Festival Internacional de Chocolate de Obidos
This site of a chocolate festival uses a striking background image as well as a nice chocolate photos on its main page.
Green & Blacks Organic Chocolate
The broken chocolate bar used here gives a casual look to the site, while the embossed logo helps reinforce the brand.
Dagoba Organic Chocolate
The combination of chocolate with blueberries and lavender reinforces the organic nature of Dagoba’s chocolate bars.
Mindy’s Hot Chocolate
An almost-macro image of chocolate shavings in a chocolate martini, combined with other images of their offerings sets apart the Mindy’s Hot Chocolate website.
Toberlone opts for limited product images, but including just a couple of well-placed images can have a positive impact.
A large, close-up image of the product adds a ton of interest here without overwhelming the otherwise simple and minimalist design.
Showing the variety of possible chocolate bar customizations can go a long way toward enticing visitors to create (and order) their own customized chocolate bars.
Brown Color Scheme
Obviously, dark brown color scheme dominates on chocolate websites. However, very often the scheme is complemented with vibrant, dynamic colors such as bright green or red. In general, most sites do stick to the dark scheme, often with tiled or photographic backgrounds which are closely related to the main theme.
The Dove Chocolate site has an almost exclusively brown website design, with varying shades used to offset different parts of the site.
The Divine Chocolate site uses brown in limited quantities, but it’s still prominent in the design.
Dark brown used throughout the design of Valrhona’s site makes one think of dark, high-end chocolate.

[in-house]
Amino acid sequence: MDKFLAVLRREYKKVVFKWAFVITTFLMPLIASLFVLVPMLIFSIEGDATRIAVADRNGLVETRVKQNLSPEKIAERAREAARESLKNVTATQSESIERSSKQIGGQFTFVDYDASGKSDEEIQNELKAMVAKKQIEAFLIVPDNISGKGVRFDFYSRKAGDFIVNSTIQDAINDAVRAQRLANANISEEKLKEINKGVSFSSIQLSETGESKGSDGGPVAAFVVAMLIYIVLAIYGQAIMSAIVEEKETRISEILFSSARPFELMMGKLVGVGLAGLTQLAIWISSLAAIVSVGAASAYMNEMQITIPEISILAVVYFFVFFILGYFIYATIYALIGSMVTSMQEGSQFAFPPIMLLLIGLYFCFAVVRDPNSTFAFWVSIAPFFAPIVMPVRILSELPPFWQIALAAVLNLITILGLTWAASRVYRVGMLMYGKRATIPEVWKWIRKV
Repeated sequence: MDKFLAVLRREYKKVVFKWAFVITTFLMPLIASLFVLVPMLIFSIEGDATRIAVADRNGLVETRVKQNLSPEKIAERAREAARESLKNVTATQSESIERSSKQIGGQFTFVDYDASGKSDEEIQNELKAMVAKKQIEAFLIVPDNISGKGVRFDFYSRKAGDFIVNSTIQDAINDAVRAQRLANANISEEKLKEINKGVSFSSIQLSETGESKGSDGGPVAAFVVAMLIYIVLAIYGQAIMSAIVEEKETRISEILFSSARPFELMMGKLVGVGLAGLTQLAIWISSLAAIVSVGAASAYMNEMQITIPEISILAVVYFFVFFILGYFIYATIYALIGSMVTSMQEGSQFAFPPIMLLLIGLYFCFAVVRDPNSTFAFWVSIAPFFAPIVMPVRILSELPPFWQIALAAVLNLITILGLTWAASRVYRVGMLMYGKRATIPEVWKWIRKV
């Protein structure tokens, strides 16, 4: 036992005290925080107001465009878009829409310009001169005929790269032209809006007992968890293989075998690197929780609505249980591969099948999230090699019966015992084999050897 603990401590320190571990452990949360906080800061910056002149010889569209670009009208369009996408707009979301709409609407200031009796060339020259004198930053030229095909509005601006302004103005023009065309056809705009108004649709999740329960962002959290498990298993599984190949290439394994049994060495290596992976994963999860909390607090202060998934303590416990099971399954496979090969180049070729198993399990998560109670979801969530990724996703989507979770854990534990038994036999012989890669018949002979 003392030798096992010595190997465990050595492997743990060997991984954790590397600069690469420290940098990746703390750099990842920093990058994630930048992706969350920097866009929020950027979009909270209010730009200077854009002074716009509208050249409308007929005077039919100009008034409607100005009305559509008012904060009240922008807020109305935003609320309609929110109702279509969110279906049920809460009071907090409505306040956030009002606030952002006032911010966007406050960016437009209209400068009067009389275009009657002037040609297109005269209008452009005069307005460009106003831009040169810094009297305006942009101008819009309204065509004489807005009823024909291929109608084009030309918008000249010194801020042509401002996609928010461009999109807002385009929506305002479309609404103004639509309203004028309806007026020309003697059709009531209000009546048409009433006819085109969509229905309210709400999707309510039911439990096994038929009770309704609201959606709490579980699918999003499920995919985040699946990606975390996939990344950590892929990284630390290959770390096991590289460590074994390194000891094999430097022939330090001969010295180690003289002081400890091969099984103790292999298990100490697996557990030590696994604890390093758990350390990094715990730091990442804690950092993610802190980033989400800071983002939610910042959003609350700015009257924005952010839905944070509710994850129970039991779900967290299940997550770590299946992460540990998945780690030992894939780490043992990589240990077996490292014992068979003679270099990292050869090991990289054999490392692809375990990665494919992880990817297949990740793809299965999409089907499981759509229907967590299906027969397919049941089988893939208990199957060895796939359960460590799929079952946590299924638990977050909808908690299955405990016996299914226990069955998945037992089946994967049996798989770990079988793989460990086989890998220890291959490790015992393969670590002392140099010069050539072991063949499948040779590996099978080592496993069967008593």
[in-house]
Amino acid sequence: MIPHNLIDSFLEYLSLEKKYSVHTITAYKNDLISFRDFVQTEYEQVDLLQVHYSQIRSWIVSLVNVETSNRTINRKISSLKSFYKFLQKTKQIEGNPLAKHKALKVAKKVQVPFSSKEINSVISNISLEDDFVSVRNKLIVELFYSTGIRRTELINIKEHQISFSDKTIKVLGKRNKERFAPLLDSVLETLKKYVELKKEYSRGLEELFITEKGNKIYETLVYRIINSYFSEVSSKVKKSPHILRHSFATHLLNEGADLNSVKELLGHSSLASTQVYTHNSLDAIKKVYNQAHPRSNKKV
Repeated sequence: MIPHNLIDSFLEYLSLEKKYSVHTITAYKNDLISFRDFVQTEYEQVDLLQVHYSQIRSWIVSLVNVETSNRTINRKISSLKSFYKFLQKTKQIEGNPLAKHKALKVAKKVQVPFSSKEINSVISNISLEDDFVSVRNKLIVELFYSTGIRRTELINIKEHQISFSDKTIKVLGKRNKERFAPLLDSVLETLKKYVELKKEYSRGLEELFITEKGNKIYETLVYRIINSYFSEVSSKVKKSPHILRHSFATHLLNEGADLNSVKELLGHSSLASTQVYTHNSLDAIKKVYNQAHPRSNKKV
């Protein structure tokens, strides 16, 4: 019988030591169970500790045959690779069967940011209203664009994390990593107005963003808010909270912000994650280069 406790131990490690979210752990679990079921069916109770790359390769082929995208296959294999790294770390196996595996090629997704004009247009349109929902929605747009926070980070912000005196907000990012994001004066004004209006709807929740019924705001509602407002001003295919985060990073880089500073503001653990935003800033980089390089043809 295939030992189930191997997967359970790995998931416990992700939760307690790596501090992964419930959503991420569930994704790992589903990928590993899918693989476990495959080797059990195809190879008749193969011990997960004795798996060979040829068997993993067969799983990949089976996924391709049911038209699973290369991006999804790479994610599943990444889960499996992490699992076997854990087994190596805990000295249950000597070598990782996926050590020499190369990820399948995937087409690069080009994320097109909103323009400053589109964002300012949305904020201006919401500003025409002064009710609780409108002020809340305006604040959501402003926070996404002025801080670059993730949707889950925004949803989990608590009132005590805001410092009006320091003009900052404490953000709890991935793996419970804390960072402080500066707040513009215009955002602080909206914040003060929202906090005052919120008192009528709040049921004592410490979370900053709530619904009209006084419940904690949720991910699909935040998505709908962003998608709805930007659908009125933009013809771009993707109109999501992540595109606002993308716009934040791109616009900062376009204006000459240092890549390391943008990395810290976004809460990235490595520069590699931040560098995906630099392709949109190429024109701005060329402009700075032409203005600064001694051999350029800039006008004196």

Varying shades of brown, from the very dark brown (almost black) of the background to the lighter browns of the navigation and header are all evocative of the many varieties of chocolate out there, and what can be made with them.
Promise Me Chocolate…
The combination of dark brown and pink works really well together, especially on a site specifically targeting brides-to-be.
The Cocoa Tree
Using brown as an accent color sets apart The Cocoa Tree’s site. It feels fresh and light, something that’s often hard to accomplish while still bringing to mind chocolate.
The Brookside Foods site brings together various shades of brown with black and gold to create a high-end looking site.
Some chocolate websites fight for user’s attention with striking design elements and unconventional navigation schemes. Some of them are presented below. In these cases, (for site owners) the engaging and memorable user experience seems to play a very important role.
The Max Brenner website is set apart for a few reasons. The right-hand vertical navigation is one reason. But also the retro, grungy design with the animated eye (you’ll have to visit the actual site to see it).
The animation used on the Bloomsberry site is interesting and very well-done. The navigation is also atypical, with links easily identifiable but scattered throughout the main part of the home page.
The Pierre Marcolini site is very minimalist, with not a trace of brown showing up in the main part of the design.
Another site that uses no brown in the main design, but instead opts for colors reminiscent of the product’s packaging rather than its contents. The hand-drawn elements also make it stand out.
Chocolate Research Facility
The animated chocolate dripping onto the screen is a bit gimmicky, but also adds a lot of interest to what would otherwise be a very simple site.
More Chocolate Website Examples
You may be interested in the following related showcases:
- Showcase Of Beautiful Vertical Navigation Designs
- Beautiful eCommerce Websites
- The Unusable and Superficial World of Beer and Alcohol Websites
- What If Oscars Were Given To Movie Websites?
- Principles Of Minimalist Web Design, With Examples